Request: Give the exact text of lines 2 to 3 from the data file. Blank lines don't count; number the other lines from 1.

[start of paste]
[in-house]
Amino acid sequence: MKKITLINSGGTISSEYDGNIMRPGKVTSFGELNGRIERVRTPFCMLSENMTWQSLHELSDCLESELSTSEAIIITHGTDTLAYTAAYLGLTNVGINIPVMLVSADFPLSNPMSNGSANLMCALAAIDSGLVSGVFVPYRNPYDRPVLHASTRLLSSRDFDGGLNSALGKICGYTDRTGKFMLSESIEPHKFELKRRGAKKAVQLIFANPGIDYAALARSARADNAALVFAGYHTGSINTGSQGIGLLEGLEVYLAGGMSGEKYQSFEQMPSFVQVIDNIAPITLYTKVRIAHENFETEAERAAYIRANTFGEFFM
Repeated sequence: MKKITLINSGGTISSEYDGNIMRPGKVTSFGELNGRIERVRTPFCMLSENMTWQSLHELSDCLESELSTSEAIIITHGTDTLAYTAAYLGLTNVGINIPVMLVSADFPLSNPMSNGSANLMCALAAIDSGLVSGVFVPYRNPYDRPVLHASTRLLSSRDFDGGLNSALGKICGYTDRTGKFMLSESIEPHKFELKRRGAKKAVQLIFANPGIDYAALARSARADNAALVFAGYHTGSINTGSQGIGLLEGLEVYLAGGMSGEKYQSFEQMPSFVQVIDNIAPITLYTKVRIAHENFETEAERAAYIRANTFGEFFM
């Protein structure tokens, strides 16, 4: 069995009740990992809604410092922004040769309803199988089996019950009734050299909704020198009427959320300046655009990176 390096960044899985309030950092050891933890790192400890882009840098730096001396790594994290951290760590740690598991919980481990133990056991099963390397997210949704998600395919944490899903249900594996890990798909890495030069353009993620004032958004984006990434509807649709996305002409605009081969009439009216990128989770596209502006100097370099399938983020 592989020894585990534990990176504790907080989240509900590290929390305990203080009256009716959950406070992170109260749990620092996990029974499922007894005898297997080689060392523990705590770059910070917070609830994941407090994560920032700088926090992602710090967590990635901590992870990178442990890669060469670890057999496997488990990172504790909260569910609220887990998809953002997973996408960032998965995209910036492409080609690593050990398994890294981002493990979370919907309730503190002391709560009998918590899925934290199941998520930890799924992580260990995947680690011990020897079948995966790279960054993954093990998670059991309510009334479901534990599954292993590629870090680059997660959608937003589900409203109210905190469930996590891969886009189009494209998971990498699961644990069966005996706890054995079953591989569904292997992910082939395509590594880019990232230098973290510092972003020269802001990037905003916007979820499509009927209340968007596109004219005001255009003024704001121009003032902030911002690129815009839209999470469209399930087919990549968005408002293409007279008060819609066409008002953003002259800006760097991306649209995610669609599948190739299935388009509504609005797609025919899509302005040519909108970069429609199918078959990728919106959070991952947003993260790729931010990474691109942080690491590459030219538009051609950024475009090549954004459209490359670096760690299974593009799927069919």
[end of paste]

Amino acid sequence: MKKITLINSGGTISSEYDGNIMRPGKVTSFGELNGRIERVRTPFCMLSENMTWQSLHELSDCLESELSTSEAIIITHGTDTLAYTAAYLGLTNVGINIPVMLVSADFPLSNPMSNGSANLMCALAAIDSGLVSGVFVPYRNPYDRPVLHASTRLLSSRDFDGGLNSALGKICGYTDRTGKFMLSESIEPHKFELKRRGAKKAVQLIFANPGIDYAALARSARADNAALVFAGYHTGSINTGSQGIGLLEGLEVYLAGGMSGEKYQSFEQMPSFVQVIDNIAPITLYTKVRIAHENFETEAERAAYIRANTFGEFFM
Repeated sequence: MKKITLINSGGTISSEYDGNIMRPGKVTSFGELNGRIERVRTPFCMLSENMTWQSLHELSDCLESELSTSEAIIITHGTDTLAYTAAYLGLTNVGINIPVMLVSADFPLSNPMSNGSANLMCALAAIDSGLVSGVFVPYRNPYDRPVLHASTRLLSSRDFDGGLNSALGKICGYTDRTGKFMLSESIEPHKFELKRRGAKKAVQLIFANPGIDYAALARSARADNAALVFAGYHTGSINTGSQGIGLLEGLEVYLAGGMSGEKYQSFEQMPSFVQVIDNIAPITLYTKVRIAHENFETEAERAAYIRANTFGEFFM